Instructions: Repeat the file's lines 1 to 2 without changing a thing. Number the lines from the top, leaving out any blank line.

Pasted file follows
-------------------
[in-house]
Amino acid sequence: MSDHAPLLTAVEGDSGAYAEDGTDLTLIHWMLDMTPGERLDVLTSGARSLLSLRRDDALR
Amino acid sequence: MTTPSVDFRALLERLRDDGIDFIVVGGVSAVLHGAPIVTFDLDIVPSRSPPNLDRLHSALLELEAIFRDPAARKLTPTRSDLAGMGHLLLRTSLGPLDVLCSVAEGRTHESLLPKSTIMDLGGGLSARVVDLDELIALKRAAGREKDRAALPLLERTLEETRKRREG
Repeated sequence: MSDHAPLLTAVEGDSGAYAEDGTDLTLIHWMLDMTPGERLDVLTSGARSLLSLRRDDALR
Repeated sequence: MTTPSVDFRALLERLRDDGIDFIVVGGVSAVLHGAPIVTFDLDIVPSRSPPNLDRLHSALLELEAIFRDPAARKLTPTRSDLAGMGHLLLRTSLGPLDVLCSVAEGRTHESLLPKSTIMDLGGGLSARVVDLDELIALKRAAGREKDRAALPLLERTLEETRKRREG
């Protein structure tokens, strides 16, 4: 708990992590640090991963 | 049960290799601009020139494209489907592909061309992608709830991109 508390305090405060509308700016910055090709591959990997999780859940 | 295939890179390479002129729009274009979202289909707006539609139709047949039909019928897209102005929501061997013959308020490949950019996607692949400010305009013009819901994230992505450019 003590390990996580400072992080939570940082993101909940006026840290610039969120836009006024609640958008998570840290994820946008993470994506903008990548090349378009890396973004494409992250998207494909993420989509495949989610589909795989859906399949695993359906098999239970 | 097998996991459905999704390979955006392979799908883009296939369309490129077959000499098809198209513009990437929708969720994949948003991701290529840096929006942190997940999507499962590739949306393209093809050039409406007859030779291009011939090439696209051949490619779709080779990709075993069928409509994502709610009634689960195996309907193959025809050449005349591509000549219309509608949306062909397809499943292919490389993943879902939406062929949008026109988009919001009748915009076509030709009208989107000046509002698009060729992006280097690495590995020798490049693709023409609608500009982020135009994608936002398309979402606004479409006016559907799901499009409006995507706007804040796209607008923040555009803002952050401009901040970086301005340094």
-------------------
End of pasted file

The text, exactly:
[in-house]
Amino acid sequence: MSDHAPLLTAVEGDSGAYAEDGTDLTLIHWMLDMTPGERLDVLTSGARSLLSLRRDDALR